This study included a consecutively enrolled cohort of patients hospitalised with COVID-19 in St. James’s Hospital, Dublin, Ireland’s largest acute academic teaching hospital. Patients were referred to this clinic at time of discharge, and to the clinic physiotherapy service for assessment of persistent issues with physical functioning on the day of their clinic appointment. All patients who were referred to the clinic physiotherapy service between May and November 2020 were recruited to participate in the study. Recruitment ceased when the physiotherapists could no longer attend clinics due to lack of resources and increasing acute inpatient workloads. Eligibility criteria included hospitalisation for COVID-19 (confirmed by positive SARS-CoV-2 Polymerase Chain Reaction test), ability to complete study questionnaires in English and aged ≥ 18 years. Written informed consent was obtained at T1. Ethical approval was obtained from the Tallaght University Hospital (TUH)/St James’s Hospital (SJH) Joint Research Ethics Committee (REC: 2020–11 List 43—Amendment [15]).

Measurements

Objective measurements

Clinical data pertaining to the acute hospital stay were obtained through electronic chart reviews.

At the initial clinic appointment (T1), two physiotherapists assessed aerobic capacity and endurance using the 6-Minute Walk Test (6MWT) and frailty using the Clinical Frailty Score. Information on return to work, pre- and post-morbid activity/exercise levels and prevalence of falls was also collected through direct interviews with participants using standardised subjective assessments.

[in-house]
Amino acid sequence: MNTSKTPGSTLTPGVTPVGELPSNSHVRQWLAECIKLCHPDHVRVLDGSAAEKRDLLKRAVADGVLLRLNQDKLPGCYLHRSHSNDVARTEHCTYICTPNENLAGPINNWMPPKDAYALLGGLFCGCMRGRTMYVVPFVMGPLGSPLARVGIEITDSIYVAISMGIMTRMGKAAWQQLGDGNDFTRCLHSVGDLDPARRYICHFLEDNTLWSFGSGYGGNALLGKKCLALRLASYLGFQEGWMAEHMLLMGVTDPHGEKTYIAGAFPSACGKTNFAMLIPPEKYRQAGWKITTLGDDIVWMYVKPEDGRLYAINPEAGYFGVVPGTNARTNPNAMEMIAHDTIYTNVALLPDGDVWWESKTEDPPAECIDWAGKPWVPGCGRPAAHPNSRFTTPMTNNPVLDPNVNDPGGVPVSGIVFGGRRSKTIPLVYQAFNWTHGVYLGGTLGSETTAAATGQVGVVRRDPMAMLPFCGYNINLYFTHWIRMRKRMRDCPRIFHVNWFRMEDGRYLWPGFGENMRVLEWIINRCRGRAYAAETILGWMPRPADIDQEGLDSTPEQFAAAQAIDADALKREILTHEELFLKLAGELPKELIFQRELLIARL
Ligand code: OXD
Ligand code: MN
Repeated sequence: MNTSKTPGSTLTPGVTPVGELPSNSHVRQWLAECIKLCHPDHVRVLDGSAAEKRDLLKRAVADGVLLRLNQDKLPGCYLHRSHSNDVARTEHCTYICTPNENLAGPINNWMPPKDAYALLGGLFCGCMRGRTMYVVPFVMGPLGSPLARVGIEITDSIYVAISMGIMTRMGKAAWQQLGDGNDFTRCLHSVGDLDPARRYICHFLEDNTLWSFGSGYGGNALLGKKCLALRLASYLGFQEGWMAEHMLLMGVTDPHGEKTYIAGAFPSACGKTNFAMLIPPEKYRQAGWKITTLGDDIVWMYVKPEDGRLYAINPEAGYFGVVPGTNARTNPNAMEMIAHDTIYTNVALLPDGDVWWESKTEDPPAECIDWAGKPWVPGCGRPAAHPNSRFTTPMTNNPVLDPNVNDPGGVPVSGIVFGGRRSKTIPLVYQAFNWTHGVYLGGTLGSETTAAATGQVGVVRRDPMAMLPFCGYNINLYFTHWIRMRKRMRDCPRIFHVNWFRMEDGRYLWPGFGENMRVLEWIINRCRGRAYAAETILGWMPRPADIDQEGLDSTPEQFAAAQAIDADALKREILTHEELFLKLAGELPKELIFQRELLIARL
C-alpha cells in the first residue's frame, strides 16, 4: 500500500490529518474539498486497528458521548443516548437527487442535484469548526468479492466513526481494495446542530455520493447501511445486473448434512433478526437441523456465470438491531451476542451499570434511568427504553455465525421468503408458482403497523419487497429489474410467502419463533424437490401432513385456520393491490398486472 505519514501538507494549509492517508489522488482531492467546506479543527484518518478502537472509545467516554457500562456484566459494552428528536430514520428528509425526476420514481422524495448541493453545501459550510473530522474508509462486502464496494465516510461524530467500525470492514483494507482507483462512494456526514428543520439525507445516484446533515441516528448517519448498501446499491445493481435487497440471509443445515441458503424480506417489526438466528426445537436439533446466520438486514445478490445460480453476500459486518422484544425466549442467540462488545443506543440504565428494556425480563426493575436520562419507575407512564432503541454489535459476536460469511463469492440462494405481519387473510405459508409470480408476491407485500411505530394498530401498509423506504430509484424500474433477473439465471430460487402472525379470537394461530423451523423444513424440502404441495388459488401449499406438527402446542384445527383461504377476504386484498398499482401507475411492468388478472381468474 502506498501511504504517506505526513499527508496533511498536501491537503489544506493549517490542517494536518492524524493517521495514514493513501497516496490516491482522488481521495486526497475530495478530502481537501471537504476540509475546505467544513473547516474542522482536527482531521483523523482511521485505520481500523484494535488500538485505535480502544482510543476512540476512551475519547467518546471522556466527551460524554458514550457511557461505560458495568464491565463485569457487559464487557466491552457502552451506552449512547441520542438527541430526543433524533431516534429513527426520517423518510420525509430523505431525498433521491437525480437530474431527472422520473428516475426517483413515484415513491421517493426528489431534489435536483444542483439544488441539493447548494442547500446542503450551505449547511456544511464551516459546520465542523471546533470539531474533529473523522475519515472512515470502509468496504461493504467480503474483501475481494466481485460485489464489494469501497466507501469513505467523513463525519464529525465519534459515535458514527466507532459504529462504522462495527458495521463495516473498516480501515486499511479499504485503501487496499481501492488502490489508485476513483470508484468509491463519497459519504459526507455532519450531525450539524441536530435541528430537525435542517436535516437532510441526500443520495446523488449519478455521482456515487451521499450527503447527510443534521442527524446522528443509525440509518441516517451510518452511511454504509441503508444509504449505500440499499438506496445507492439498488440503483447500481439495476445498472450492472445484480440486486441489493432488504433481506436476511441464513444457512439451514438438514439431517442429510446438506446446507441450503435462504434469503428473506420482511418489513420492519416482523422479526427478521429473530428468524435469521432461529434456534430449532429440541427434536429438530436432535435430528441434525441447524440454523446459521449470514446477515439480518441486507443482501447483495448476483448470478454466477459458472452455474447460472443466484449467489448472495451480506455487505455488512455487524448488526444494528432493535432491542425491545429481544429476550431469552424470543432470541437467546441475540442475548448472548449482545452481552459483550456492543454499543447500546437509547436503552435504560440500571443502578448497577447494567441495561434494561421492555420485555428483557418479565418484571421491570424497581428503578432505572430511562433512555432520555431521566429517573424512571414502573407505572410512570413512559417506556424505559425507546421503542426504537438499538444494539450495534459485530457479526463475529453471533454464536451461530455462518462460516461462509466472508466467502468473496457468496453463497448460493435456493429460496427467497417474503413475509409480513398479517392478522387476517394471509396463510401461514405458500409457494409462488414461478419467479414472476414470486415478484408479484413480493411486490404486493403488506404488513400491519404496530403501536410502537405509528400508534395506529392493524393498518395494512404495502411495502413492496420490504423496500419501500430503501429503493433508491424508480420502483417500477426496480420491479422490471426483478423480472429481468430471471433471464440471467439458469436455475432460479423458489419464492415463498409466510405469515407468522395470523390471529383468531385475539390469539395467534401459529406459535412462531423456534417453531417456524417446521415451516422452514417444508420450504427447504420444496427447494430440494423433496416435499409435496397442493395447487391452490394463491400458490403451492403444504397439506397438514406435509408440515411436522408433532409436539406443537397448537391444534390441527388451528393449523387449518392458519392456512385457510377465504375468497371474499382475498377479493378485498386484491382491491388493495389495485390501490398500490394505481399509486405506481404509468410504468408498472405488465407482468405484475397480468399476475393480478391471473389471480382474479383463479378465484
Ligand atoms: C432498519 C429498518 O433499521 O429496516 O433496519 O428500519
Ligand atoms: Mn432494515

6-Minute walk test

The 6MWT is a sub-maximal exercise test used to assess aerobic capacity and endurance [16], commonly used as a one-time measure of functional status of patients with multiple chronic diseases [17,18,19,20,21]. In patients with COPD, the intra-rater (Intraclass correlation coefficient (ICC) of 0.98) and inter-rater (ICC of 0.96) reliability of the test are strong [22] and the test is highly reliable for assessing exercise capacity in patients with congestive heart failure over-time (ICC = 0.96) [23].

Heart rate, oxygen saturations and the Modified Borg Dyspnoea Scale (MBS) were monitored throughout the test. The MBS (range 0–10) has been widely used to assess perceived exertion in both healthy and diseased states [15, 24].

Clinical Frailty Score